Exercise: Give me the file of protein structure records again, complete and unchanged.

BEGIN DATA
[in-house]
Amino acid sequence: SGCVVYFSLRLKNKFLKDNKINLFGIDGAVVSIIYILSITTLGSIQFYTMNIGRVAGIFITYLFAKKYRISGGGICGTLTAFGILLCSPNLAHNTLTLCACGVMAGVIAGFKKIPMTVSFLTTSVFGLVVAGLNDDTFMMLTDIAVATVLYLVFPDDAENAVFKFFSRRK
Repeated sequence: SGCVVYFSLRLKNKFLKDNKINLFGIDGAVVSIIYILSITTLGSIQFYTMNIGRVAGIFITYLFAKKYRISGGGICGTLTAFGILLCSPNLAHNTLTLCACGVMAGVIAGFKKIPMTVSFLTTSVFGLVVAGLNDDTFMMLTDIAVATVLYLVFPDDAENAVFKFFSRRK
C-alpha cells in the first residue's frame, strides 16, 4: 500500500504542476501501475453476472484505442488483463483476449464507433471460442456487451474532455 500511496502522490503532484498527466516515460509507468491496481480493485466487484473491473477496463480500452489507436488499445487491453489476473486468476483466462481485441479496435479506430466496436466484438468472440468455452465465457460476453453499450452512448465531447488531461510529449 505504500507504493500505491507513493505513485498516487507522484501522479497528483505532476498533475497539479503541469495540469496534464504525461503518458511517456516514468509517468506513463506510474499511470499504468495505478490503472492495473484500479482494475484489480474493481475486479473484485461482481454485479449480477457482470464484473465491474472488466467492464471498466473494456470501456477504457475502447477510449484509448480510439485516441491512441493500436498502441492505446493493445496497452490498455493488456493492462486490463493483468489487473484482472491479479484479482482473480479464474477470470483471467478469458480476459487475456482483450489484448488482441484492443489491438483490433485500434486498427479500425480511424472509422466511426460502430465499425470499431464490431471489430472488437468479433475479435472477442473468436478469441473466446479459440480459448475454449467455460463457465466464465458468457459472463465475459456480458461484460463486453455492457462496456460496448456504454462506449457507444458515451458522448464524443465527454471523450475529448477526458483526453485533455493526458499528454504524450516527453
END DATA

[in-house]
Amino acid sequence: SGCVVYFSLRLKNKFLKDNKINLFGIDGAVVSIIYILSITTLGSIQFYTMNIGRVAGIFITYLFAKKYRISGGGICGTLTAFGILLCSPNLAHNTLTLCACGVMAGVIAGFKKIPMTVSFLTTSVFGLVVAGLNDDTFMMLTDIAVATVLYLVFPDDAENAVFKFFSRRK
Repeated sequence: SGCVVYFSLRLKNKFLKDNKINLFGIDGAVVSIIYILSITTLGSIQFYTMNIGRVAGIFITYLFAKKYRISGGGICGTLTAFGILLCSPNLAHNTLTLCACGVMAGVIAGFKKIPMTVSFLTTSVFGLVVAGLNDDTFMMLTDIAVATVLYLVFPDDAENAVFKFFSRRK
C-alpha cells in the first residue's frame, strides 16, 4: 500500500504542476501501475453476472484505442488483463483476449464507433471460442456487451474532455 500511496502522490503532484498527466516515460509507468491496481480493485466487484473491473477496463480500452489507436488499445487491453489476473486468476483466462481485441479496435479506430466496436466484438468472440468455452465465457460476453453499450452512448465531447488531461510529449 505504500507504493500505491507513493505513485498516487507522484501522479497528483505532476498533475497539479503541469495540469496534464504525461503518458511517456516514468509517468506513463506510474499511470499504468495505478490503472492495473484500479482494475484489480474493481475486479473484485461482481454485479449480477457482470464484473465491474472488466467492464471498466473494456470501456477504457475502447477510449484509448480510439485516441491512441493500436498502441492505446493493445496497452490498455493488456493492462486490463493483468489487473484482472491479479484479482482473480479464474477470470483471467478469458480476459487475456482483450489484448488482441484492443489491438483490433485500434486498427479500425480511424472509422466511426460502430465499425470499431464490431471489430472488437468479433475479435472477442473468436478469441473466446479459440480459448475454449467455460463457465466464465458468457459472463465475459456480458461484460463486453455492457462496456460496448456504454462506449457507444458515451458522448464524443465527454471523450475529448477526458483526453485533455493526458499528454504524450516527453